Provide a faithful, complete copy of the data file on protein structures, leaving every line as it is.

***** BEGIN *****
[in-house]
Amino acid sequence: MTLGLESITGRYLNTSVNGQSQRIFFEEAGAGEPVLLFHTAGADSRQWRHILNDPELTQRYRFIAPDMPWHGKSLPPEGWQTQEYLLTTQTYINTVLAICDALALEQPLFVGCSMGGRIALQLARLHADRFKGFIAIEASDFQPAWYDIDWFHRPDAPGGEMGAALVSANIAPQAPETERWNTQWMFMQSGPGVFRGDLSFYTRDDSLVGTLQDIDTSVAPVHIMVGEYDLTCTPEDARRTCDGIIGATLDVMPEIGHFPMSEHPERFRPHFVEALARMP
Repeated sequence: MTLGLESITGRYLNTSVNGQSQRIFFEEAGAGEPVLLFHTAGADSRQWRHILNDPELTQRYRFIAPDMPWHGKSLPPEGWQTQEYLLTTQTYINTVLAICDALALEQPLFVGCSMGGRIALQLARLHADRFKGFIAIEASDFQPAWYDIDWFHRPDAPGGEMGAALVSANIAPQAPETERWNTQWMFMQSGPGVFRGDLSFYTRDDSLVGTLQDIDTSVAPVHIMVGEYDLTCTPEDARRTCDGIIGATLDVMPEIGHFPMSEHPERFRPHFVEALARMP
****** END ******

[in-house]
Amino acid sequence: MTLGLESITGRYLNTSVNGQSQRIFFEEAGAGEPVLLFHTAGADSRQWRHILNDPELTQRYRFIAPDMPWHGKSLPPEGWQTQEYLLTTQTYINTVLAICDALALEQPLFVGCSMGGRIALQLARLHADRFKGFIAIEASDFQPAWYDIDWFHRPDAPGGEMGAALVSANIAPQAPETERWNTQWMFMQSGPGVFRGDLSFYTRDDSLVGTLQDIDTSVAPVHIMVGEYDLTCTPEDARRTCDGIIGATLDVMPEIGHFPMSEHPERFRPHFVEALARMP
Repeated sequence: MTLGLESITGRYLNTSVNGQSQRIFFEEAGAGEPVLLFHTAGADSRQWRHILNDPELTQRYRFIAPDMPWHGKSLPPEGWQTQEYLLTTQTYINTVLAICDALALEQPLFVGCSMGGRIALQLARLHADRFKGFIAIEASDFQPAWYDIDWFHRPDAPGGEMGAALVSANIAPQAPETERWNTQWMFMQSGPGVFRGDLSFYTRDDSLVGTLQDIDTSVAPVHIMVGEYDLTCTPEDARRTCDGIIGATLDVMPEIGHFPMSEHPERFRPHFVEALARMP